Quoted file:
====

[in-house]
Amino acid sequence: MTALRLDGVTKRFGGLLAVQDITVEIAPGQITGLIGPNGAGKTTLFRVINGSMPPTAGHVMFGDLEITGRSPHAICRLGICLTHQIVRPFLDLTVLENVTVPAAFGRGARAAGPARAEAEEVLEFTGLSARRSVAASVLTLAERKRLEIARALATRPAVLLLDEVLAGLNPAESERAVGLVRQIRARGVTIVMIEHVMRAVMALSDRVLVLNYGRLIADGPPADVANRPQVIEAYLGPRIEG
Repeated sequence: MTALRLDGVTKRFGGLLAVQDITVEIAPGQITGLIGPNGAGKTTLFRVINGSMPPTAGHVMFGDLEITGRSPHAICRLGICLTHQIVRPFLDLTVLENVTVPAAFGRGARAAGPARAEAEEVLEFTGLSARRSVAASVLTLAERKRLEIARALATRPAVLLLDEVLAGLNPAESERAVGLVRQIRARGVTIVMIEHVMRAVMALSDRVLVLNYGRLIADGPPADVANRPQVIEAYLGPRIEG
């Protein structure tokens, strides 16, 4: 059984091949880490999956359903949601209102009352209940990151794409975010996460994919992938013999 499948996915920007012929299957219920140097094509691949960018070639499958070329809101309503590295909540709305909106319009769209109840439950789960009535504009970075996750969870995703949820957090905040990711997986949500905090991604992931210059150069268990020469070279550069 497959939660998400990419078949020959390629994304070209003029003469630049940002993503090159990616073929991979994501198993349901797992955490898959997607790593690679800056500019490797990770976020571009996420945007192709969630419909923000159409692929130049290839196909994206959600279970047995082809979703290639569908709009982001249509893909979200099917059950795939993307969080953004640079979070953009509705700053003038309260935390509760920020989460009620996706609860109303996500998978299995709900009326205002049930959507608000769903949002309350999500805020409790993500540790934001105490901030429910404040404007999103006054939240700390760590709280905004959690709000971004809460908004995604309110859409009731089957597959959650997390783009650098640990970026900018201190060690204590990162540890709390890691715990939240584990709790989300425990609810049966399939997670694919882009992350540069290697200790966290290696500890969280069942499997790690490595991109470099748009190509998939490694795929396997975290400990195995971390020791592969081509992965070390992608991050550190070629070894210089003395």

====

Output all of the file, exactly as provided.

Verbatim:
[in-house]
Amino acid sequence: MTALRLDGVTKRFGGLLAVQDITVEIAPGQITGLIGPNGAGKTTLFRVINGSMPPTAGHVMFGDLEITGRSPHAICRLGICLTHQIVRPFLDLTVLENVTVPAAFGRGARAAGPARAEAEEVLEFTGLSARRSVAASVLTLAERKRLEIARALATRPAVLLLDEVLAGLNPAESERAVGLVRQIRARGVTIVMIEHVMRAVMALSDRVLVLNYGRLIADGPPADVANRPQVIEAYLGPRIEG
Repeated sequence: MTALRLDGVTKRFGGLLAVQDITVEIAPGQITGLIGPNGAGKTTLFRVINGSMPPTAGHVMFGDLEITGRSPHAICRLGICLTHQIVRPFLDLTVLENVTVPAAFGRGARAAGPARAEAEEVLEFTGLSARRSVAASVLTLAERKRLEIARALATRPAVLLLDEVLAGLNPAESERAVGLVRQIRARGVTIVMIEHVMRAVMALSDRVLVLNYGRLIADGPPADVANRPQVIEAYLGPRIEG
């Protein structure tokens, strides 16, 4: 059984091949880490999956359903949601209102009352209940990151794409975010996460994919992938013999 499948996915920007012929299957219920140097094509691949960018070639499958070329809101309503590295909540709305909106319009769209109840439950789960009535504009970075996750969870995703949820957090905040990711997986949500905090991604992931210059150069268990020469070279550069 497959939660998400990419078949020959390629994304070209003029003469630049940002993503090159990616073929991979994501198993349901797992955490898959997607790593690679800056500019490797990770976020571009996420945007192709969630419909923000159409692929130049290839196909994206959600279970047995082809979703290639569908709009982001249509893909979200099917059950795939993307969080953004640079979070953009509705700053003038309260935390509760920020989460009620996706609860109303996500998978299995709900009326205002049930959507608000769903949002309350999500805020409790993500540790934001105490901030429910404040404007999103006054939240700390760590709280905004959690709000971004809460908004995604309110859409009731089957597959959650997390783009650098640990970026900018201190060690204590990162540890709390890691715990939240584990709790989300425990609810049966399939997670694919882009992350540069290697200790966290290696500890969280069942499997790690490595991109470099748009190509998939490694795929396997975290400990195995971390020791592969081509992965070390992608991050550190070629070894210089003395």